Wonder Woman needed to make some sacrifice for the story to make her a heroine to me. Instead, Steve(!!!) makes the final sacrifice, giving his life to save the world. THAT’S HER JOB!
No, of course she can’t actually die. We need her. But to many storytellers, it’s an obvious misstep. She needs to give up what she wants more than anything in exchange for the greater good… and then still get what she wants. (I don’t know what she should want more than anything. Love of a man shouldn’t be it, though, because that’s weak sauce, especially if we’re trying to say women don’t need men in order to be of value.)
And here’s the biggest problem of all: this ended up being Steve’s movie. We see far too much from his perspective, making Wonder Woman an object of fascination. She’s so strange, so different, so beautiful! When in reality we should have been seeing more of HER viewpoint, how strange and different the world of men was.
Take her moment with the car. We don’t zoom in on the details of the car, it’s smelly exhaust, any of that – we just see Steve pulling her out of the way, and her glancing back. It felt like the writer was determined to derive humor from the situation by making her the fool, the one we laugh at for her naivete.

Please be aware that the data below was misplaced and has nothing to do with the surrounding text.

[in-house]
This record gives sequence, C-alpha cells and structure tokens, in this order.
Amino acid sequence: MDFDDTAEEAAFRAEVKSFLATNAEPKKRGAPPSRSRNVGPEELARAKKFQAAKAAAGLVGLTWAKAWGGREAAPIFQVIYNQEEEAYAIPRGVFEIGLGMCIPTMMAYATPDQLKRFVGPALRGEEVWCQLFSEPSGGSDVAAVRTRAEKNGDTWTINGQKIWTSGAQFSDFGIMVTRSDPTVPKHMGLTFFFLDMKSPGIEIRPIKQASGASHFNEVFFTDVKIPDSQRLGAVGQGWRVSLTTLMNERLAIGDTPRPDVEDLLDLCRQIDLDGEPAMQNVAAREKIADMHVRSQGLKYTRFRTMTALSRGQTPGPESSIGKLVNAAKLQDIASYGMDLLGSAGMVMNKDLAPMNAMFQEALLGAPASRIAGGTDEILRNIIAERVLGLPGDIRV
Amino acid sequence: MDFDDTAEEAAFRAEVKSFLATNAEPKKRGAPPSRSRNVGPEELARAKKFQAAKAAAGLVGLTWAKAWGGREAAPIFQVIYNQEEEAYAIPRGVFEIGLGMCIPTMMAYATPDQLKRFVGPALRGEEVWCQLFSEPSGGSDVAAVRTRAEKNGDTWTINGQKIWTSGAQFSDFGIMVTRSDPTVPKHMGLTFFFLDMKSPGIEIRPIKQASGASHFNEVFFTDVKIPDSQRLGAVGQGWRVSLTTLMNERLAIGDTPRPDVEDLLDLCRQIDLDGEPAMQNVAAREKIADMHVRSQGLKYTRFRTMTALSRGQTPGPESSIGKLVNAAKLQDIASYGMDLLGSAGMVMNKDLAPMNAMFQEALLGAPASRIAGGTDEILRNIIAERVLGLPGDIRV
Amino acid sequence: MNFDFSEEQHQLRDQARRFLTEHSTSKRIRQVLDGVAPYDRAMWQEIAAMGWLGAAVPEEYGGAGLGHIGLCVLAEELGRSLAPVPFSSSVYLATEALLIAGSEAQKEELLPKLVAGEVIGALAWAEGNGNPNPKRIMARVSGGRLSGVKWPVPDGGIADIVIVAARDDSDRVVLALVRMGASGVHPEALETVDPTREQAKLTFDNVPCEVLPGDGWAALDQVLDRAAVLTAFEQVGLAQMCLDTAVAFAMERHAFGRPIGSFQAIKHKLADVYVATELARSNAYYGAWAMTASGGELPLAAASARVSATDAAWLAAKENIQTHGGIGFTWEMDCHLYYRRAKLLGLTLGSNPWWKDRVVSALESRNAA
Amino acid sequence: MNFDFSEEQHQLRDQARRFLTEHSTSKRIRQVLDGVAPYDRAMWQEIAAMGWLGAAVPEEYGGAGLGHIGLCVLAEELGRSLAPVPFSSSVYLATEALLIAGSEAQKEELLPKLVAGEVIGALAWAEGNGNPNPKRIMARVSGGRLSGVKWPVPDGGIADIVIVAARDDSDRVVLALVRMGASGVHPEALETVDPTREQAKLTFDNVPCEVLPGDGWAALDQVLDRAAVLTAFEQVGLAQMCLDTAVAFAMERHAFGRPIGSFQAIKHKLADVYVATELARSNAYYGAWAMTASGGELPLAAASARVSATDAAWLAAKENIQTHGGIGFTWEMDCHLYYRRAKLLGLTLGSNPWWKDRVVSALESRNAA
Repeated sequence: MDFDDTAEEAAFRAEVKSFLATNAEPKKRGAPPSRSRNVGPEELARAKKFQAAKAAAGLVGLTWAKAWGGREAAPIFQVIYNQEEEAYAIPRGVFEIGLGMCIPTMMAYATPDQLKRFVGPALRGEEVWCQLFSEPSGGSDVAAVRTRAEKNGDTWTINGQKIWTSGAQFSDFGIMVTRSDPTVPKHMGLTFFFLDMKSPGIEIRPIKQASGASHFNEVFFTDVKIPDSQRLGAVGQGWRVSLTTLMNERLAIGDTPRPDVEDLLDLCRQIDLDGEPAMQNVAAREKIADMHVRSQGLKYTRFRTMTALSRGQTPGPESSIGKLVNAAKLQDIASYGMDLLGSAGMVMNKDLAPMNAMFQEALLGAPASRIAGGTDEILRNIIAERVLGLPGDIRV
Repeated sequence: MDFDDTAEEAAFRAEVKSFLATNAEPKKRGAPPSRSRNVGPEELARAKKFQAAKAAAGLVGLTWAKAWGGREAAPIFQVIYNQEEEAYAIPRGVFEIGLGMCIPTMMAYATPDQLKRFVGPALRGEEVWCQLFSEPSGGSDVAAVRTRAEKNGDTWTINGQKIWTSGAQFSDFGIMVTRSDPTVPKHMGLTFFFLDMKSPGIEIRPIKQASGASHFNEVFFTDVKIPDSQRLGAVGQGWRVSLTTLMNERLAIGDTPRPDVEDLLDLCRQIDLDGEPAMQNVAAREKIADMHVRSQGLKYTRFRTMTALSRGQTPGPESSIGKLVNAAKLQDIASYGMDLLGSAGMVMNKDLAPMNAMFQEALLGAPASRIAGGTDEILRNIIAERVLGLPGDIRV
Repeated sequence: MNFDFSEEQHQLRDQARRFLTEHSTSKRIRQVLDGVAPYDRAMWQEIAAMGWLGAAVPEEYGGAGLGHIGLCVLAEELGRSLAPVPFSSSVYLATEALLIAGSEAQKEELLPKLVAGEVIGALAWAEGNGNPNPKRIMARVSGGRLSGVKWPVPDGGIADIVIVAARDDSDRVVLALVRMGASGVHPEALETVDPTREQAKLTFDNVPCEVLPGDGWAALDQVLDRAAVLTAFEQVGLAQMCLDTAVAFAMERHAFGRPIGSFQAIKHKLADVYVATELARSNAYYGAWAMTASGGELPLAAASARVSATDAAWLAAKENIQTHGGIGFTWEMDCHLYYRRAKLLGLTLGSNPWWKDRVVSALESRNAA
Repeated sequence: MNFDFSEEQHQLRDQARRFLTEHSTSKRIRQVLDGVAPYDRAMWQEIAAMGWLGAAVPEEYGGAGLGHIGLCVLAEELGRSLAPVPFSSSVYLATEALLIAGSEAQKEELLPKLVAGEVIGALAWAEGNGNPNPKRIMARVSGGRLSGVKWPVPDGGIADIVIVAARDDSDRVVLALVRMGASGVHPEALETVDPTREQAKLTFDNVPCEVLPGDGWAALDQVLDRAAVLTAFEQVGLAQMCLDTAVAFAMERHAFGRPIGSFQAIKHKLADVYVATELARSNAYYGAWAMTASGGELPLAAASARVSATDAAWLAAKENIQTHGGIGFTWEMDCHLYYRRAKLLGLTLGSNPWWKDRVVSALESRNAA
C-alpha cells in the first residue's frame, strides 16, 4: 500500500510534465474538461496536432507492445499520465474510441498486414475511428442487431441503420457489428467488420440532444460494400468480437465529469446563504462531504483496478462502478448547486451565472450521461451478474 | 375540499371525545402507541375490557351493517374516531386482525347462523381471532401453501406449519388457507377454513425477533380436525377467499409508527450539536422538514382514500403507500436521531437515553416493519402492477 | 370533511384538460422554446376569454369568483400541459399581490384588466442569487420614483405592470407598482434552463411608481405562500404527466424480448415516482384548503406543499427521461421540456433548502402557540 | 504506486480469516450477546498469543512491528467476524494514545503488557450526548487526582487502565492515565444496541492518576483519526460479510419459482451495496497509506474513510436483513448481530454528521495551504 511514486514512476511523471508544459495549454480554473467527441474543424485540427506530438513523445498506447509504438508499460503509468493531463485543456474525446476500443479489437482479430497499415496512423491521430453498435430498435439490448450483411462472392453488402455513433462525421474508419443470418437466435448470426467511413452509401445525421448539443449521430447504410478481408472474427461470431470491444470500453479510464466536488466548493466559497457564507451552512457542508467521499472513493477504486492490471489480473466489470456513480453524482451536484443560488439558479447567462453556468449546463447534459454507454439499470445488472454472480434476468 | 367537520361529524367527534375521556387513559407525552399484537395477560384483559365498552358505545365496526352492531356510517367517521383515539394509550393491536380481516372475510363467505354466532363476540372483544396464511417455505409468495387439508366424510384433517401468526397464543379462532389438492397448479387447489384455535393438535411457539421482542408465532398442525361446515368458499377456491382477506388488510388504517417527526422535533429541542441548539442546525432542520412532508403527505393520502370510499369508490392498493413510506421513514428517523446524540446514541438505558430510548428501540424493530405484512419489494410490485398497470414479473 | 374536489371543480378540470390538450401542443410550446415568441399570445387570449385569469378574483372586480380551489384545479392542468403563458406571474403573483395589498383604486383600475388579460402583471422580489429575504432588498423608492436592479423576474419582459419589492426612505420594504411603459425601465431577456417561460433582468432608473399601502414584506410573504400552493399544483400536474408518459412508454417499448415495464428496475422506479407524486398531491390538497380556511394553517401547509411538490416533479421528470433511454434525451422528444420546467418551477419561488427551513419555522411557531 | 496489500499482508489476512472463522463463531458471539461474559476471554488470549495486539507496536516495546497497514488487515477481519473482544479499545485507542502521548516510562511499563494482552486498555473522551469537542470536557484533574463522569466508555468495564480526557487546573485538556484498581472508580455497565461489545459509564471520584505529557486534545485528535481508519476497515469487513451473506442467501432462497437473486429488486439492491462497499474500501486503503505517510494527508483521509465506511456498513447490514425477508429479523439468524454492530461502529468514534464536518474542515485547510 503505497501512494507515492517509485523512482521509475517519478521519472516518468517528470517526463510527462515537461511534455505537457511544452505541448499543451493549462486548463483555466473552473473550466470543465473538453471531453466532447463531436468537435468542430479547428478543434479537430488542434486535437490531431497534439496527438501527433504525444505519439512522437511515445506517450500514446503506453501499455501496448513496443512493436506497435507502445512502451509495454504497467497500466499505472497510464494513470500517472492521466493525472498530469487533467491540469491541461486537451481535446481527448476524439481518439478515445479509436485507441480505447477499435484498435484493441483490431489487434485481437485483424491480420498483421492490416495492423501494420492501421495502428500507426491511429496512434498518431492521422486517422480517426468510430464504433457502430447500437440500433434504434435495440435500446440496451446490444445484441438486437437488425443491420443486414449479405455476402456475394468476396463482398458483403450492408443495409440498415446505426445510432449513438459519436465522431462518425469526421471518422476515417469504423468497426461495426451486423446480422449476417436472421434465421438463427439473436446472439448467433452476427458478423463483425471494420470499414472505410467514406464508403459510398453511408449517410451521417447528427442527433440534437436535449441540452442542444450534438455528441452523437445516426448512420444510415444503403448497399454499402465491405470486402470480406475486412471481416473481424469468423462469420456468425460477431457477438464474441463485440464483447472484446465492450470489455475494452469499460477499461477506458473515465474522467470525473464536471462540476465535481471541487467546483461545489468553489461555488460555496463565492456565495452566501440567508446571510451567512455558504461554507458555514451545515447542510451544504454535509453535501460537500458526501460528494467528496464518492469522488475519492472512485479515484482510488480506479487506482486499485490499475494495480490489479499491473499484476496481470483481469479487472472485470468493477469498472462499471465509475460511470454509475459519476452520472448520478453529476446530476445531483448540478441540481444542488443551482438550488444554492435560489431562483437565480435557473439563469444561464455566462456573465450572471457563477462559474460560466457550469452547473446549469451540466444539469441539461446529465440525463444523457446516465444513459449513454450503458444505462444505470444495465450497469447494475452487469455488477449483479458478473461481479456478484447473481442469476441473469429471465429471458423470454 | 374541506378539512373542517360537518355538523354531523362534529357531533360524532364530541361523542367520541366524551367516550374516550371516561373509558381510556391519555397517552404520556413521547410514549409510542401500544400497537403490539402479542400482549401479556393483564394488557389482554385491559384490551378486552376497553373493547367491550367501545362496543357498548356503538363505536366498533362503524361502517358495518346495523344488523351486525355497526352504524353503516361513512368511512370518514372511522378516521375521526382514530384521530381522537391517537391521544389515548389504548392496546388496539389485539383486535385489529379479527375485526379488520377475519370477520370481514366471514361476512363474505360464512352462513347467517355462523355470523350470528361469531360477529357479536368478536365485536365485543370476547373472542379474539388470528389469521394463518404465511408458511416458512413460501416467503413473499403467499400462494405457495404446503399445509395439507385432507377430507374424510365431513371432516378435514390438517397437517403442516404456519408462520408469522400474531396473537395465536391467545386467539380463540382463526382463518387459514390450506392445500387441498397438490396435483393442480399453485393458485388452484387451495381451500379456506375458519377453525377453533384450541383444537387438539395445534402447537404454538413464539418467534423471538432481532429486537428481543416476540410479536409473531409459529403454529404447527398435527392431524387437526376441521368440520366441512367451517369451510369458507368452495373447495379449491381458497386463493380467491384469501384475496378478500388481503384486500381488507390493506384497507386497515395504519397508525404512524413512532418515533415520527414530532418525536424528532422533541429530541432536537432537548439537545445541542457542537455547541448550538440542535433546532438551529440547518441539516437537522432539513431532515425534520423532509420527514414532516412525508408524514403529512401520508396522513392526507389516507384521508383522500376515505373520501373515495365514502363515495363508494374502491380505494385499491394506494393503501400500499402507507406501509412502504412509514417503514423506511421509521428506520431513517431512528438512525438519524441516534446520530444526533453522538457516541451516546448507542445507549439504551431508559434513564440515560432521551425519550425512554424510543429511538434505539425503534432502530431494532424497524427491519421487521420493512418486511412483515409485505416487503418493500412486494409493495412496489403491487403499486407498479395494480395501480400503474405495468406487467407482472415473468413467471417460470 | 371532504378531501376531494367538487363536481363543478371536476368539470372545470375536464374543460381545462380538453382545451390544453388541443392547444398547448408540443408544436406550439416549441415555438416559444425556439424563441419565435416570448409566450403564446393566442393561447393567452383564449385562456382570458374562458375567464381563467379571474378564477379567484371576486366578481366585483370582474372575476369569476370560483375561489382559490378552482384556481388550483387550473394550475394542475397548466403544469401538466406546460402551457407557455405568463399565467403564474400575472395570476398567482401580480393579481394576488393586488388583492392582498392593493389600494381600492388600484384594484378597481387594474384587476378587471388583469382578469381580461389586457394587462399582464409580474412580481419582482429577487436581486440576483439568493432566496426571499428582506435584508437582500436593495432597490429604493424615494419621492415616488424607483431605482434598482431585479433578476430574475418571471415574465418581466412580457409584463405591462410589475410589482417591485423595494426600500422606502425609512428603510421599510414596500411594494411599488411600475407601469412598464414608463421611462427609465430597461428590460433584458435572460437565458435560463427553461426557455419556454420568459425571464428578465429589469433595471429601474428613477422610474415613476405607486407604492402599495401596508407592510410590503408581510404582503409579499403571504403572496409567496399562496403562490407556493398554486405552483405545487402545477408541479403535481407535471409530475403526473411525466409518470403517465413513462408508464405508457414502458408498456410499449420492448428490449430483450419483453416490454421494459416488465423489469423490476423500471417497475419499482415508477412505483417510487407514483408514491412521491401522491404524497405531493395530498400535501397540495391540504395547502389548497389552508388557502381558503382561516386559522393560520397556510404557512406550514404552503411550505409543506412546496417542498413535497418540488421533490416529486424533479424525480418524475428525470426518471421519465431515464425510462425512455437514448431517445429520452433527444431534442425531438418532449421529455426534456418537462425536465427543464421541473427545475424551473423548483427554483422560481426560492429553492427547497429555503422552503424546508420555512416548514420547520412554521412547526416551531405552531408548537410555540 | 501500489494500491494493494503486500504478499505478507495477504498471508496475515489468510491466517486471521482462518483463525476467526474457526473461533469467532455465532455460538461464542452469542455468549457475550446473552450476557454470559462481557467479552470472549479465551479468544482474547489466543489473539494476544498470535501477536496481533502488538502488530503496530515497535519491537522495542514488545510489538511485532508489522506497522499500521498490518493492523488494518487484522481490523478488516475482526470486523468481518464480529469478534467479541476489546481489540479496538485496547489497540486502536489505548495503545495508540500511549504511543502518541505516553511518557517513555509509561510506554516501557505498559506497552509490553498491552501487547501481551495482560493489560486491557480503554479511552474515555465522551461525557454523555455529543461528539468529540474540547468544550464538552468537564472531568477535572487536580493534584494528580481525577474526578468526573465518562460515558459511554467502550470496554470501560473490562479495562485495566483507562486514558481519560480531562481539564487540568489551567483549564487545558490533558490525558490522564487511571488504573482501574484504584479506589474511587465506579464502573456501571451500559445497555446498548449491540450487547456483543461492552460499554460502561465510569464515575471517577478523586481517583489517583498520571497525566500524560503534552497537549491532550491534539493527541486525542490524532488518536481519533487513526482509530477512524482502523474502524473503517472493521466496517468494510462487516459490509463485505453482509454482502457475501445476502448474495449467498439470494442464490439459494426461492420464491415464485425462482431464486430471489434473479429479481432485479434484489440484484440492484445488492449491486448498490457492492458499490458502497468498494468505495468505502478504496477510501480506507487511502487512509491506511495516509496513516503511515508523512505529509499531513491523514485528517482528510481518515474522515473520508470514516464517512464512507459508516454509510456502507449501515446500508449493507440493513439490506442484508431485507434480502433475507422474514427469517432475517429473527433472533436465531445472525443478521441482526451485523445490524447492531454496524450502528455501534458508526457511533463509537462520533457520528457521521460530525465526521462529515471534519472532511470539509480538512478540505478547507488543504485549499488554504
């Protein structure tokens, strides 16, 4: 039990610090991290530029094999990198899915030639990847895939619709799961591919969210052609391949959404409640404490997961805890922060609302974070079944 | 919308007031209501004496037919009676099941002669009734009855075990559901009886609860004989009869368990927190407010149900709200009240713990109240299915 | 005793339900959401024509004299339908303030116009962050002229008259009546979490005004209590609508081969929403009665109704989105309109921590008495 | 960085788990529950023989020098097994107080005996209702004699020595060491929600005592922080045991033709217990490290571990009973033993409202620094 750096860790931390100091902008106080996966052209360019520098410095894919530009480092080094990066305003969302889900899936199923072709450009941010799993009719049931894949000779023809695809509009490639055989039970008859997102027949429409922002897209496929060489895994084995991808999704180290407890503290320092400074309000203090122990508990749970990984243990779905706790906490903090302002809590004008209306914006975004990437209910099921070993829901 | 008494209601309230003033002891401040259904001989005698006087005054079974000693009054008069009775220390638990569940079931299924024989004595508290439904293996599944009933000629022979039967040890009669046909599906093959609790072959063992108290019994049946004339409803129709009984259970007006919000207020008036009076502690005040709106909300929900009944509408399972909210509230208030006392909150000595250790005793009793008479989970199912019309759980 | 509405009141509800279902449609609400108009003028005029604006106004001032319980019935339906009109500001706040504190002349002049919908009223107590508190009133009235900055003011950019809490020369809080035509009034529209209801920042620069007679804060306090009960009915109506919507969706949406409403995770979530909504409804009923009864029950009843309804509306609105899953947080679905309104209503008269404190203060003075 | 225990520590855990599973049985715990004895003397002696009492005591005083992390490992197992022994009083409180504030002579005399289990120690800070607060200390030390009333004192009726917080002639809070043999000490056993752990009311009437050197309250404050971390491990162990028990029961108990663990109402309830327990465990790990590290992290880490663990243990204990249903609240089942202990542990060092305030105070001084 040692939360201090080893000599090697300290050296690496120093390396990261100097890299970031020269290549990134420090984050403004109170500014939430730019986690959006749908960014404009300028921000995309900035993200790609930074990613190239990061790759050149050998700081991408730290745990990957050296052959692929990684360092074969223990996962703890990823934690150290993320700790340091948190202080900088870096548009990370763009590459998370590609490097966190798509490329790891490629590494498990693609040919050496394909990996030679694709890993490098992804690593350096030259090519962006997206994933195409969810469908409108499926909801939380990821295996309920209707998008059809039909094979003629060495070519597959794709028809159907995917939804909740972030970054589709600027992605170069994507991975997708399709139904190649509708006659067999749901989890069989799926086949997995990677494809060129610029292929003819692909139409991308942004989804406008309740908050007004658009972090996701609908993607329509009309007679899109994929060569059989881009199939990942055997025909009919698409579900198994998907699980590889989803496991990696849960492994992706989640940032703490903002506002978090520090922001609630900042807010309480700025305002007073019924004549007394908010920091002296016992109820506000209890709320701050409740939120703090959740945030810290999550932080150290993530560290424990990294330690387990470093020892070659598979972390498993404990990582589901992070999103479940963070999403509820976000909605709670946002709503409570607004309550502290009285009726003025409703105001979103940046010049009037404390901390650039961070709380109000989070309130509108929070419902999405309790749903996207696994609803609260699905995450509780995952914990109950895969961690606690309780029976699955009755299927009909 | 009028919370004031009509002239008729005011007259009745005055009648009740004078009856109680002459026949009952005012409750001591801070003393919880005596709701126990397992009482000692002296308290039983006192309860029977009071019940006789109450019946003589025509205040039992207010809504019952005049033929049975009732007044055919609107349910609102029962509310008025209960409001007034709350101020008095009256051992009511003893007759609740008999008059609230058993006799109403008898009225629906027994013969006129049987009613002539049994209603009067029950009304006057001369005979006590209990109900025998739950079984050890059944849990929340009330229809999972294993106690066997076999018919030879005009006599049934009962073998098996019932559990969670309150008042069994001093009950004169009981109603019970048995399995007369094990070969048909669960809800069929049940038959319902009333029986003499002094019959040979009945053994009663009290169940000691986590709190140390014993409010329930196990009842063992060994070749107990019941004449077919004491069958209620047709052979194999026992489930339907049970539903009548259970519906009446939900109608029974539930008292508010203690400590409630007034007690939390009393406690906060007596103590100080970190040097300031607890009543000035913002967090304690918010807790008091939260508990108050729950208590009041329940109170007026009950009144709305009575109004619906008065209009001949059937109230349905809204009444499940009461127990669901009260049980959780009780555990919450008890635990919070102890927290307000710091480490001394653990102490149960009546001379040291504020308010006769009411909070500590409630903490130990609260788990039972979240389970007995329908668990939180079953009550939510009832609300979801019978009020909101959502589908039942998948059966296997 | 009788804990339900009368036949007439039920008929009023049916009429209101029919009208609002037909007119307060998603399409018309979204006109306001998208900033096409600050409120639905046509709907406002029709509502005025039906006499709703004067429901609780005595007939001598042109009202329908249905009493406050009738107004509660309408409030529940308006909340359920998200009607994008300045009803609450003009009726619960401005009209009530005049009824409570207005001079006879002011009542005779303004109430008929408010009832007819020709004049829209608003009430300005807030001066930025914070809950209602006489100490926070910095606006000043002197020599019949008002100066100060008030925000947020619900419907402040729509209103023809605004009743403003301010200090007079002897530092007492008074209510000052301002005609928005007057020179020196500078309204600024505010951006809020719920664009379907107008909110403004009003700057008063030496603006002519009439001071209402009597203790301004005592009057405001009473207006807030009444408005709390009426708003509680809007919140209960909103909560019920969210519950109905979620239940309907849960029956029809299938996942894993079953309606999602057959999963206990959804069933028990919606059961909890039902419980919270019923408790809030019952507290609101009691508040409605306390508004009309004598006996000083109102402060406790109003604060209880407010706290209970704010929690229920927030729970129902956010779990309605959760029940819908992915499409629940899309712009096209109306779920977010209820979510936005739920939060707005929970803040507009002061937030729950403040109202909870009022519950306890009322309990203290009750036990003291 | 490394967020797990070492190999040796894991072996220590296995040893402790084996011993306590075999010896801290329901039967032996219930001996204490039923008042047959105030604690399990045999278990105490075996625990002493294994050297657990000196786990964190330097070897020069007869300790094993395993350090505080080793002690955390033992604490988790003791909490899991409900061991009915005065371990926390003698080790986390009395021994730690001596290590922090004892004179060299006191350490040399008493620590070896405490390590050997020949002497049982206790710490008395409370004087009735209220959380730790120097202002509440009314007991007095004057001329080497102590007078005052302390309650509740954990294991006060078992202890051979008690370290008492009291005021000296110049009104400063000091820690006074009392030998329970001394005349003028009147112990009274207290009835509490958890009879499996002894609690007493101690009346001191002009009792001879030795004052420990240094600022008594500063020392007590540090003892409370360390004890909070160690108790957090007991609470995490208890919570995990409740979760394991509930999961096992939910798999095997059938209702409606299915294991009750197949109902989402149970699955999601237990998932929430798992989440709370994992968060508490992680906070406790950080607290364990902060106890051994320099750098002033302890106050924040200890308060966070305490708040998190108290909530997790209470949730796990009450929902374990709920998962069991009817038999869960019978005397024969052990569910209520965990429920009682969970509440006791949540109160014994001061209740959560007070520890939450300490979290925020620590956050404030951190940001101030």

Too often Diana is the butt of the joke, rather than the one telling it. As a result, she becomes the object, the prop in a movie about Steve falling for a mysterious Amazon princess.
I wanted to love this movie, but it let me down.
I don’t hate this movie like I did Man of Steel – that movie left me angrily searching for Zack Snyder effigies to burn – but I wanted something better.
So I have a fun idea for a game that I’ve been working on in April. Randomly generated levels, a countdown timer, and random obstacles – missing keycard, hostile alien, voracious infestation, missing power coupling, etc.
Here’s a start. I need to fix the teleporters today or I’m going to go crazy.
I’ve been suffering lately – yes, suffering – from Video Game Apathy. They don’t hold pleasure for me anymore. In fact, media as a whole seems to be sucking me in less than it used to. Movies, TV, books, even.